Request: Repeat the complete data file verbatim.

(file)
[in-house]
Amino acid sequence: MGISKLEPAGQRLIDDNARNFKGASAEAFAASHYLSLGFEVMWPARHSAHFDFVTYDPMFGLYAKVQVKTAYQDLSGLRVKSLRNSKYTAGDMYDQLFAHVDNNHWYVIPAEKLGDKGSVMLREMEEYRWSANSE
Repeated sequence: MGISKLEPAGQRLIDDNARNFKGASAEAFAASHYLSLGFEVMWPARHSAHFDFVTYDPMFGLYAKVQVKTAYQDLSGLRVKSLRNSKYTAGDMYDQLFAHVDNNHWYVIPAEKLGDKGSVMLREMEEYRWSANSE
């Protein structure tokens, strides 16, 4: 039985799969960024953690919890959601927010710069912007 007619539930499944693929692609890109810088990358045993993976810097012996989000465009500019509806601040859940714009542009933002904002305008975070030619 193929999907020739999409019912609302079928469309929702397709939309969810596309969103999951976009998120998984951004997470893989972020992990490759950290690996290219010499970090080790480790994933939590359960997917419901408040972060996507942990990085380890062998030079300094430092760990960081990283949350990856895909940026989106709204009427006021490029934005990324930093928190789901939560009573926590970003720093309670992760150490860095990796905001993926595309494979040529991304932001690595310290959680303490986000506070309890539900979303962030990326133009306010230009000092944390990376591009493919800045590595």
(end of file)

[in-house]
Amino acid sequence: MGISKLEPAGQRLIDDNARNFKGASAEAFAASHYLSLGFEVMWPARHSAHFDFVTYDPMFGLYAKVQVKTAYQDLSGLRVKSLRNSKYTAGDMYDQLFAHVDNNHWYVIPAEKLGDKGSVMLREMEEYRWSANSE
Repeated sequence: MGISKLEPAGQRLIDDNARNFKGASAEAFAASHYLSLGFEVMWPARHSAHFDFVTYDPMFGLYAKVQVKTAYQDLSGLRVKSLRNSKYTAGDMYDQLFAHVDNNHWYVIPAEKLGDKGSVMLREMEEYRWSANSE
């Protein structure tokens, strides 16, 4: 039985799969960024953690919890959601927010710069912007 007619539930499944693929692609890109810088990358045993993976810097012996989000465009500019509806601040859940714009542009933002904002305008975070030619 193929999907020739999409019912609302079928469309929702397709939309969810596309969103999951976009998120998984951004997470893989972020992990490759950290690996290219010499970090080790480790994933939590359960997917419901408040972060996507942990990085380890062998030079300094430092760990960081990283949350990856895909940026989106709204009427006021490029934005990324930093928190789901939560009573926590970003720093309670992760150490860095990796905001993926595309494979040529991304932001690595310290959680303490986000506070309890539900979303962030990326133009306010230009000092944390990376591009493919800045590595």